Shortly after his return to the United Kingdom, he joined the RAF on a short service commission in June 1937. He began ab initio training on 24 May, was appointed acting pilot officer on 9 August 1937, and proceeded to 10 Flying Training School, Tern Hill on 21 August 1937. He was appointed Pilot Officer on 24 May 1938, service number 40007, and joined the FAA Pool at Gosport on 10 October. He was promoted to Flying Officer on 12 December 1939. Eire was officially neutral during the Second World War but Billy proudly wore his RAF wings. He had willingly sworn an oath to serve the English king and country. As a member of the Commonwealth, he also fought for his mother’s country, Australia.
(William Storey Moore, 1941. Private Collection, with thanks.)
Like other young men, Billy balanced love and family with service. At some point he met Celia Beck and they married on 4 July 1940, in St Peter’s Church, Over Wallop, Hampshire. Their son Liam (an Irish diminutive of William) was born on 9 November 1942.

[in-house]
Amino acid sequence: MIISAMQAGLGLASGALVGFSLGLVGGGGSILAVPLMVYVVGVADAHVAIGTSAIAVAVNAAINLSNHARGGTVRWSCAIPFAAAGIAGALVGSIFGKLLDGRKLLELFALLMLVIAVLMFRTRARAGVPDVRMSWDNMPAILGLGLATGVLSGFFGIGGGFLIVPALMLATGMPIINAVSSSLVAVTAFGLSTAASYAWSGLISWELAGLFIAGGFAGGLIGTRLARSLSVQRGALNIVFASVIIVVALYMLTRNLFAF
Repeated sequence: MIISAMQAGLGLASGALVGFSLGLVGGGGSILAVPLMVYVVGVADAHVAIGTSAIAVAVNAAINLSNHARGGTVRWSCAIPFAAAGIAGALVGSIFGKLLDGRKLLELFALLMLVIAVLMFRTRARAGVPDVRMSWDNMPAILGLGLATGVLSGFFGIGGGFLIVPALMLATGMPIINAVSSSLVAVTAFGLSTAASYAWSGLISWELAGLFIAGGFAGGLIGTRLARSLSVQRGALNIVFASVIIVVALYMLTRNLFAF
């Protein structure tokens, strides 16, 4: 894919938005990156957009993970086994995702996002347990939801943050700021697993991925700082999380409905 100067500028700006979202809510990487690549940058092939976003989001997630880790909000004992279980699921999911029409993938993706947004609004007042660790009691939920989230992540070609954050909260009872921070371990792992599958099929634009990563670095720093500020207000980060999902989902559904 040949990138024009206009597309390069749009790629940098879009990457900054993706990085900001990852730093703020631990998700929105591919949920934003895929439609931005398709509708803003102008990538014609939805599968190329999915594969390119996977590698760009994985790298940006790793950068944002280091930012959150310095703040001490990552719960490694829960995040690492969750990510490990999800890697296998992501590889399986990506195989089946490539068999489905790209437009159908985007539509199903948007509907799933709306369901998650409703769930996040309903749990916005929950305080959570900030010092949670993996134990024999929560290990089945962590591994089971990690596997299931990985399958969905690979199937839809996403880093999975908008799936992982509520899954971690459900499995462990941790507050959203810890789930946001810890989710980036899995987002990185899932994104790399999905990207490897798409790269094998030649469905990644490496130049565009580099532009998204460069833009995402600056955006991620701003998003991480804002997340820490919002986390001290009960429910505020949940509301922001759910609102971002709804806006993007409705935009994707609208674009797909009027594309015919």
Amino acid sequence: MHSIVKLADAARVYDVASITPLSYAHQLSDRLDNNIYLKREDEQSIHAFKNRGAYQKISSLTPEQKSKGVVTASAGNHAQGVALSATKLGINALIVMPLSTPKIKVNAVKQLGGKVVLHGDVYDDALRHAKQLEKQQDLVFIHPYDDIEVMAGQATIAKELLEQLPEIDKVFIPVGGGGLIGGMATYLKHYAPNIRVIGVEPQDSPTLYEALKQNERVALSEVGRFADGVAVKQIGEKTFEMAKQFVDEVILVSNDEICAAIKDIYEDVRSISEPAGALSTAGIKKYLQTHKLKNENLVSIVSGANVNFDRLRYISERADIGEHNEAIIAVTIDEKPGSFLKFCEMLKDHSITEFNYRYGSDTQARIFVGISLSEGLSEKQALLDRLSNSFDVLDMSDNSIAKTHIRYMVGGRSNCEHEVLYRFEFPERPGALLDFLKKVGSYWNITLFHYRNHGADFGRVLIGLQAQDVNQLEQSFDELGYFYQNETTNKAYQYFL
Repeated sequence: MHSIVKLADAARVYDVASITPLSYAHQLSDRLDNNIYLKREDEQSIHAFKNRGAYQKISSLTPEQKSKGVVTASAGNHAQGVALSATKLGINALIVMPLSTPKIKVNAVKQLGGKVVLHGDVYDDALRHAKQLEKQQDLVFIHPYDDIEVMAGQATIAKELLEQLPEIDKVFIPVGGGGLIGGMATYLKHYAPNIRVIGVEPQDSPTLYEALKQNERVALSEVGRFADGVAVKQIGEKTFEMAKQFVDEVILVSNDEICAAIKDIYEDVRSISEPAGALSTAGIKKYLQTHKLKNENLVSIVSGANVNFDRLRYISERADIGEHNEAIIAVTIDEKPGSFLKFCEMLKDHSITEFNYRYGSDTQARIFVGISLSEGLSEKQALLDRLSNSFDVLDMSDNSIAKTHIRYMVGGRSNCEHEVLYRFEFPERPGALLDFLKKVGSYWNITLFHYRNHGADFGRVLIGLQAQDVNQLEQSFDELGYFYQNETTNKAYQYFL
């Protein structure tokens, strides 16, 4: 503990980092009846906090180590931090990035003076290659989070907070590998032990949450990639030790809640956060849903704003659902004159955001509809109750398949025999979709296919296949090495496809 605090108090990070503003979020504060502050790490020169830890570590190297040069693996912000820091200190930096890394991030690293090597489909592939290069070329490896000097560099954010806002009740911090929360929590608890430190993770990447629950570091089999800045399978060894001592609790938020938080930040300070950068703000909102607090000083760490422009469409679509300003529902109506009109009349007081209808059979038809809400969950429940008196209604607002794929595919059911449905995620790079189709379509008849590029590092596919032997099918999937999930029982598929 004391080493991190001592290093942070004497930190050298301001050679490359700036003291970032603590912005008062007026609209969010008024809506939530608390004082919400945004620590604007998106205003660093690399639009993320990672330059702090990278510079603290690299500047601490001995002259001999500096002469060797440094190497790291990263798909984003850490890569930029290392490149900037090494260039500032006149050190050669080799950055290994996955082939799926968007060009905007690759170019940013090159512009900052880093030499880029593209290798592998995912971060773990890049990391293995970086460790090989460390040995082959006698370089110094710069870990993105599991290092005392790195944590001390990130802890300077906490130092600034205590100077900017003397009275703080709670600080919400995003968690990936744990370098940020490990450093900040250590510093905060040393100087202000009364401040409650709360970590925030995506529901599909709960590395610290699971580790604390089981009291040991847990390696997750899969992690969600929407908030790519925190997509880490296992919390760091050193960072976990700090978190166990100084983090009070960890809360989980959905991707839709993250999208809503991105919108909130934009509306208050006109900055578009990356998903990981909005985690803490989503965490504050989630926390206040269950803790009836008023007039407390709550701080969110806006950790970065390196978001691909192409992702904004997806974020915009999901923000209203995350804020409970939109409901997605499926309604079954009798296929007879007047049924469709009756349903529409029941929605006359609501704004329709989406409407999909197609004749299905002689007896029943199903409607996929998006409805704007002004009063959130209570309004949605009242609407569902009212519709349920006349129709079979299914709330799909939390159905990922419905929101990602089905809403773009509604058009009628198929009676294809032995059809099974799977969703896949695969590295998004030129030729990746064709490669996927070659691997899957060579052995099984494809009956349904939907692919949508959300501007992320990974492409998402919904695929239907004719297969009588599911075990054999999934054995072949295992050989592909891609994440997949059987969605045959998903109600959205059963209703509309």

(Billy and Celia, possibly on their wedding day. Private Collection, with thanks.)
When I discovered that Billy was not Australian, I reluctantly stopped researching his aerial career and focused on the young men featured in my Australian Eagles and Australia’s Few and the Battle of Britain. I thank my friend Geoff Simpson and his research for the most recent edition of Men of the Battle of Britain additional details of Billy’s service life.
Billy joined 236 Squadron at Martlesham Heath on 26 January 1940 (coincidentally given his Australian connection and heritage, Australia Day). There he flew Blenheims on anti-submarine patrols for Coastal Command (and, briefly, with Fighter Command). The squadron later moved to Mount Batten and, on 26 October, during the dying days of the Battle of Britain, he was appointed ‘C’ Flight Commander. On 19 November, Billy led his flight to RAF Aldergrove where it joined a flight from 235 Squadron to reform 272 Squadron. Billy was then appointed commander of 272 Squadron’s ‘A’ Flight. The squadron was originally equipped with Blenheims but later converted to Beaufighters. Billy flew his first sortie with the newly operational squadron on 23 November 1940. He was promoted to Flight Lieutenant on 3 December and then to Squadron Leader on 1 March 1942.